The U.S. Securities and Exchange Commission is releasing a new taxonomy for Extensible Business Reporting Language on Dec. 4 in the hopes of improving financial reporting and analysis.
An XBRL taxonomy, which is akin to an XML schema, describes a standard way to report business information. The SEC has been encouraging public companies to file their public financial disclosures using XBRL on a voluntary basis.
David Blaszkowsky, director for the office of interactive disclosure at the SEC, said during an XBRL conference held in Vancouver, British Columbia, that the new taxonomy represents "a tremendous boon to investors" because it provides greater access to information buried in financial reports.
The use of XBRL is not currently mandatory, but Blaszkowsky said that after observing how the financial community makes use of the new language, the SEC could "issue a possible rule in the near future."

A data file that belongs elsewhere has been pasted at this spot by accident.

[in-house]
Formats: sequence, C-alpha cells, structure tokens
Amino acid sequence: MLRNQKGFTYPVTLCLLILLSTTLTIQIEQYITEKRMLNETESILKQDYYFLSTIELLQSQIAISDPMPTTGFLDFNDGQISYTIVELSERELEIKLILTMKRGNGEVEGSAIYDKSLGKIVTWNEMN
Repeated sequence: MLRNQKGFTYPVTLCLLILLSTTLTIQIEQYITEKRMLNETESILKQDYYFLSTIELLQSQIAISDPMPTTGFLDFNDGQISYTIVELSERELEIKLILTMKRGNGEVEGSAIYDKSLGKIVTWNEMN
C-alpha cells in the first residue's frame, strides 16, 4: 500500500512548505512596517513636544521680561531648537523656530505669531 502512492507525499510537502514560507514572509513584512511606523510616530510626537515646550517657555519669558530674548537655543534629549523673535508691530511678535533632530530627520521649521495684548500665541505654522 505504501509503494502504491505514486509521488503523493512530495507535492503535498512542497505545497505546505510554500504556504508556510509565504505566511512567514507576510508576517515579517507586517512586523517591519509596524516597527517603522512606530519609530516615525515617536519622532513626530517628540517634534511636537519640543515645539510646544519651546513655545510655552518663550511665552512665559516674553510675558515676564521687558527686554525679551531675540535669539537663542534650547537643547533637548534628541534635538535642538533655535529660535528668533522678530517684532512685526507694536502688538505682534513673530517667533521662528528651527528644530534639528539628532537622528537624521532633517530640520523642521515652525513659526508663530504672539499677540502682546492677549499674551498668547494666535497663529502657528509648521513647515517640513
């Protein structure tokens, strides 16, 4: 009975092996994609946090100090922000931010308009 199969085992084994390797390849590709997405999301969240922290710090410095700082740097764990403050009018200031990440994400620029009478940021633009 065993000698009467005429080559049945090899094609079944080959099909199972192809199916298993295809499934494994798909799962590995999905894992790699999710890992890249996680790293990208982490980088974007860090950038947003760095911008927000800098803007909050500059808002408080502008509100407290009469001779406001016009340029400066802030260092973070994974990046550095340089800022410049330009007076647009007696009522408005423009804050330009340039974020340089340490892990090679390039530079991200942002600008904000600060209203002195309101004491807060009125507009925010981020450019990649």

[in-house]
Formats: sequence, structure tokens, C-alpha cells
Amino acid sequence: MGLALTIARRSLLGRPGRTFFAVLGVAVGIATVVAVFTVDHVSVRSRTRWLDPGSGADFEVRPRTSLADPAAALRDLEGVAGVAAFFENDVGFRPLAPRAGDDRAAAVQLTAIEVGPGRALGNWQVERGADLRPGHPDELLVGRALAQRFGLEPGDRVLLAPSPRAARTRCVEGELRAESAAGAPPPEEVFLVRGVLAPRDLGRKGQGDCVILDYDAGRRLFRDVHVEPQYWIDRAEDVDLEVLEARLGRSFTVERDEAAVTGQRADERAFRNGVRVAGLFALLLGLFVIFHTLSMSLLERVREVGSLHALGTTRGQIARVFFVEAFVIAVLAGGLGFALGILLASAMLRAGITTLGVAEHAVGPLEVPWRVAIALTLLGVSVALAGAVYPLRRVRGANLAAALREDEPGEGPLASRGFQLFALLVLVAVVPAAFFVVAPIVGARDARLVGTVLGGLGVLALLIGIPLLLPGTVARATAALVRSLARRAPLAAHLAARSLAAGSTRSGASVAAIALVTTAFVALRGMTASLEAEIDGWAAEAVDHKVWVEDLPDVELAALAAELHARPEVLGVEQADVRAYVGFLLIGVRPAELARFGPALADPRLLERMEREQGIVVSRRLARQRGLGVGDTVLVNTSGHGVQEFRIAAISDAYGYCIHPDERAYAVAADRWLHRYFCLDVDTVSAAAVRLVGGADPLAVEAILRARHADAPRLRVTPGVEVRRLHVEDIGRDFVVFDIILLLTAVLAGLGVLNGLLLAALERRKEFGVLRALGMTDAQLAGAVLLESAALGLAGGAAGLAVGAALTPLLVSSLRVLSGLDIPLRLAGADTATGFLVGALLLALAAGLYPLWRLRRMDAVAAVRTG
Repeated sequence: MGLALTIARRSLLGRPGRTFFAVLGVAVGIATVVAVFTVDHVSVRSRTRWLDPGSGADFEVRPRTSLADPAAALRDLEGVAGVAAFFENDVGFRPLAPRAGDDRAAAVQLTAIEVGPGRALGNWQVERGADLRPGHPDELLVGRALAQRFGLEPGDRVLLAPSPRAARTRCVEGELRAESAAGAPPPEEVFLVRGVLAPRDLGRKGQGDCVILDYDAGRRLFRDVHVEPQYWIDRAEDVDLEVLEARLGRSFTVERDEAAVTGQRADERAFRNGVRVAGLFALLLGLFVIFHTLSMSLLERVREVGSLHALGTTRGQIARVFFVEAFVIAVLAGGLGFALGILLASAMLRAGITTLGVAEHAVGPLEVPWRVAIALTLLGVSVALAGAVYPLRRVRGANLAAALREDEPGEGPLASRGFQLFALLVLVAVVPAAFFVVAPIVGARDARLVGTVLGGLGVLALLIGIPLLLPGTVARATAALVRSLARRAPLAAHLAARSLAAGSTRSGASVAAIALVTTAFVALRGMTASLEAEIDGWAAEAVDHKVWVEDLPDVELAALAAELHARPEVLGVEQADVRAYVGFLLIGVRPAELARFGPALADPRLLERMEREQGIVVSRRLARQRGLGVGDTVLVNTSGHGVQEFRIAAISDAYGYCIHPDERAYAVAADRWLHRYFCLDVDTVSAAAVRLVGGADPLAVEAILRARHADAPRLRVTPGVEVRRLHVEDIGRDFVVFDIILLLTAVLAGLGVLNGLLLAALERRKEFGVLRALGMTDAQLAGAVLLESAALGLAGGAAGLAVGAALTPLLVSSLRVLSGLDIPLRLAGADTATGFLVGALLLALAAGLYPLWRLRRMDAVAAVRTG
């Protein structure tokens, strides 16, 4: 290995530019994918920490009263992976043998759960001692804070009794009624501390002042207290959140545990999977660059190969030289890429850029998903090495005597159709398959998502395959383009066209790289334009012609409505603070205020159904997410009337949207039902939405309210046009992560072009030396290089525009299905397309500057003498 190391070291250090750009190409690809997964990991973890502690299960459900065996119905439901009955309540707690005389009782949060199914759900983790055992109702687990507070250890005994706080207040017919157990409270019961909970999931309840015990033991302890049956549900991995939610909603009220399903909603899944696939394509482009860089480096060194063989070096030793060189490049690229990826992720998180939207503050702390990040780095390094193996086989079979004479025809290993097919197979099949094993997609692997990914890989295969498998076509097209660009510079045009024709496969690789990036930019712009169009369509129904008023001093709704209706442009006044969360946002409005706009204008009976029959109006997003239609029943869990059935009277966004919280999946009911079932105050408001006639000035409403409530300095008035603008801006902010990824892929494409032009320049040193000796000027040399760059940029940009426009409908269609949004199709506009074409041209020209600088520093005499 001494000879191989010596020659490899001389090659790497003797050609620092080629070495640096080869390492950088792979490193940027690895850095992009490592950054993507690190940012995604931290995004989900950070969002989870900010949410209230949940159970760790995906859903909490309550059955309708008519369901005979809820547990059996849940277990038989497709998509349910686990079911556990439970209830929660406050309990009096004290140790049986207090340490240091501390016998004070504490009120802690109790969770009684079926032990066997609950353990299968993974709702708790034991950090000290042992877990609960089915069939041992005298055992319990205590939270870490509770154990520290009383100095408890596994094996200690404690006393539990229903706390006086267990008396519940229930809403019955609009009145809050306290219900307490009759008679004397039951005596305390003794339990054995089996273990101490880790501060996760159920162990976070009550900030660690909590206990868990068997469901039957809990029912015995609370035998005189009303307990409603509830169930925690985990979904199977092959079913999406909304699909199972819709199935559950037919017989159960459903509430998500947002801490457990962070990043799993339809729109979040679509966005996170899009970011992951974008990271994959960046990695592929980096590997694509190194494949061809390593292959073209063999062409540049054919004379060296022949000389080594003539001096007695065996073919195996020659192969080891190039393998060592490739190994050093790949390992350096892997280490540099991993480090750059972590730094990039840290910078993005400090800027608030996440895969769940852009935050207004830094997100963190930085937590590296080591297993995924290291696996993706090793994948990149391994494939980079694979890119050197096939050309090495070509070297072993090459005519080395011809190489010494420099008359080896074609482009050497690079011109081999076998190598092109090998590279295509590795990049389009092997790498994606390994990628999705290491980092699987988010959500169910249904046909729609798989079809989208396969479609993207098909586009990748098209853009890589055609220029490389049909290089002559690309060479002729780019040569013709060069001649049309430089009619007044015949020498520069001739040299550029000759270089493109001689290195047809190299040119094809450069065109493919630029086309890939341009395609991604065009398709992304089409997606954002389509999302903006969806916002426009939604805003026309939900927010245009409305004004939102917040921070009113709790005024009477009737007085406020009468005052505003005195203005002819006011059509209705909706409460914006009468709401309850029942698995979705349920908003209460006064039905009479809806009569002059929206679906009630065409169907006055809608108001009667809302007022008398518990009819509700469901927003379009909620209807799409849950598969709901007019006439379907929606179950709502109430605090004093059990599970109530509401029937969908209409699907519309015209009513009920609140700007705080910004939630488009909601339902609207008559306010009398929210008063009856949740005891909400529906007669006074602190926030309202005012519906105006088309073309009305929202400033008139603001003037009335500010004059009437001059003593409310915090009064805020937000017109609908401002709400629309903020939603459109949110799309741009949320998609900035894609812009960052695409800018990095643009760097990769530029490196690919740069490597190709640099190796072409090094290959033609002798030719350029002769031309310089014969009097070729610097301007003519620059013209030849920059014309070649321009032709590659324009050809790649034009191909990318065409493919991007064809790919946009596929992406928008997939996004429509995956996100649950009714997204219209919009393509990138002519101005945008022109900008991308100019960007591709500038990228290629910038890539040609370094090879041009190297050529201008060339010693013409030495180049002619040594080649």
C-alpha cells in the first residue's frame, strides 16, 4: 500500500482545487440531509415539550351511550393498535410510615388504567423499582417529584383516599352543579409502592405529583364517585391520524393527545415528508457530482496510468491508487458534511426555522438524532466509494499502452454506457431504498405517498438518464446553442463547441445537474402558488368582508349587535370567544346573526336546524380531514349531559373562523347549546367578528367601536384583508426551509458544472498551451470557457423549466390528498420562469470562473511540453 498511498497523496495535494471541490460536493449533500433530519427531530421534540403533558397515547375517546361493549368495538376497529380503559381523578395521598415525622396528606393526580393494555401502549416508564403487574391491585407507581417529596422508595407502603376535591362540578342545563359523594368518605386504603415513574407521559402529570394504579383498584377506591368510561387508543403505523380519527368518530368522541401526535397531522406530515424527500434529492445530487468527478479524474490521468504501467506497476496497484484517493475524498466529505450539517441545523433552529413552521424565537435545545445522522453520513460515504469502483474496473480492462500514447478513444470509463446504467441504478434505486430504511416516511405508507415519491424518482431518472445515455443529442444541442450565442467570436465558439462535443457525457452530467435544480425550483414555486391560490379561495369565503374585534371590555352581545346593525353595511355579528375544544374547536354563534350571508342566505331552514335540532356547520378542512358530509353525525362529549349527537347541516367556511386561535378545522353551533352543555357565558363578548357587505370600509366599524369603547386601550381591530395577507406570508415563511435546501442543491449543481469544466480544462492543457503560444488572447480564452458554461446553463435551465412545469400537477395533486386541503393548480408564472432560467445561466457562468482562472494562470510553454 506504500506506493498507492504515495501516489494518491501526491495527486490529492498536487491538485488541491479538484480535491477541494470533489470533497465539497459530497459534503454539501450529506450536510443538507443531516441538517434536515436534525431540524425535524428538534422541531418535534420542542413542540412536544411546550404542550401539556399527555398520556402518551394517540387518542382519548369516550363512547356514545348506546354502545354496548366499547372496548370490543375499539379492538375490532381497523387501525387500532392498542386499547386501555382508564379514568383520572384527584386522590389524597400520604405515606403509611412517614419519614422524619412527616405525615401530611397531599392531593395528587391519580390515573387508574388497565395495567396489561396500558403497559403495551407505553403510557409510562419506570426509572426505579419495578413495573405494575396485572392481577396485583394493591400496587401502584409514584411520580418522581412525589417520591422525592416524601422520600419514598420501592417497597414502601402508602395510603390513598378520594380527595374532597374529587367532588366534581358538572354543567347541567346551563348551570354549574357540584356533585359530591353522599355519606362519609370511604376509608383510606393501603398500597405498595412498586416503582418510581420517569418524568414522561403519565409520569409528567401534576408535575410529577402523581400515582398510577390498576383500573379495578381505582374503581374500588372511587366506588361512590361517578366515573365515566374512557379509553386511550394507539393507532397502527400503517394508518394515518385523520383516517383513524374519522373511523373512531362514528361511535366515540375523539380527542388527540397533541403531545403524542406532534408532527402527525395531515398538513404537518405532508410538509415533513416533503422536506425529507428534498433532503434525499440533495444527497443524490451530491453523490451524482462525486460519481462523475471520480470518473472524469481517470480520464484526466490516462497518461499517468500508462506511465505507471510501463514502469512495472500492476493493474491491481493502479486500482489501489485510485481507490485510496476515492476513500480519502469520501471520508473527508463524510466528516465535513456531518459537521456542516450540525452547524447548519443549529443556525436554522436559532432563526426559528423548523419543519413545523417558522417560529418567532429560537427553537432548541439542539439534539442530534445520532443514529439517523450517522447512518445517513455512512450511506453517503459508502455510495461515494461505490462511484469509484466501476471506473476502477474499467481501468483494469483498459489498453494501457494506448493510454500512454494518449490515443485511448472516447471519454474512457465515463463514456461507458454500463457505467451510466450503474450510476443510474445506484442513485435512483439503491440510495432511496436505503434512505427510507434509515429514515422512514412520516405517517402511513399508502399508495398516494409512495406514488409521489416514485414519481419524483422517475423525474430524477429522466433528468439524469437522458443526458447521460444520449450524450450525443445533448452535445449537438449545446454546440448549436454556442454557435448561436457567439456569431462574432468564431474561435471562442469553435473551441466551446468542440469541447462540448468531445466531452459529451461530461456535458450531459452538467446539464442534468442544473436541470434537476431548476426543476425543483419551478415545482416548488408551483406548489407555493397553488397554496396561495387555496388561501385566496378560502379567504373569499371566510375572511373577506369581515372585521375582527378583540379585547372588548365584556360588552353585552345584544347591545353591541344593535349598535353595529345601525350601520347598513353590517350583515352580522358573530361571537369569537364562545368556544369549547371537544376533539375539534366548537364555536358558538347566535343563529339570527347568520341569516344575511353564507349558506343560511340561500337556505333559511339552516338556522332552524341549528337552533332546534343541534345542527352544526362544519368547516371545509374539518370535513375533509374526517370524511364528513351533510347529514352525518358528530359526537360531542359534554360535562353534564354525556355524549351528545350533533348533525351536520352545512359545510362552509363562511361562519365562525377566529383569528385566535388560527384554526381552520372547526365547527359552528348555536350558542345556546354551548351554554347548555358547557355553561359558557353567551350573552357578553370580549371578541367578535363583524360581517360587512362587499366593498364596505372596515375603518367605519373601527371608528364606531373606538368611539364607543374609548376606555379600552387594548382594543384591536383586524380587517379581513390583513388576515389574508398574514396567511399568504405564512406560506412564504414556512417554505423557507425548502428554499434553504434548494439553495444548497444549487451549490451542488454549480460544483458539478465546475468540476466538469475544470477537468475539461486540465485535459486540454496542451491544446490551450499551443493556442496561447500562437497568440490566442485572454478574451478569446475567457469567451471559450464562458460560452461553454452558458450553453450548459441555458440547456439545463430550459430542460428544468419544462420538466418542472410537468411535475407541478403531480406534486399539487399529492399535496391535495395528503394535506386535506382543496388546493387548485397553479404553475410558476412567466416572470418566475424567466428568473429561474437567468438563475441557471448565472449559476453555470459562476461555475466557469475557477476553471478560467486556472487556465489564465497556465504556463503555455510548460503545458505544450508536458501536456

Tim Bray, director of Web technologies at Sun Microsystems, and one of the original architects of XML, said XBRL will allow financial services firms and individual investors to dive into public company statements more efficiently than they can now.
XBRL "tries to make information machine-processable." The end result, said Bray, is that the language will make it "trivial to run a comparison across an entire sector and get an answer in seconds."
Mary Knox, who follows the financial services industry for Gartner, noted that XBRL offers unique opportunities but also risks for financial services firms. "There are unknown issues that may arise," such as a lack of developed best practices and a lack of consistency in how the language is used and consumed.
Knox noted that the opportunity to glean significant information will be reduced if too few filers adopt XBRL. "If there is not a body of data to consume, you're limited in what that analysis or utilization may be," she said.
But Bray said the investor community will learn to make use of the tool quickly. "Once a critical mass is available online, [adoption] will take off like a brush fire and see the development of a grassroots community," he said.
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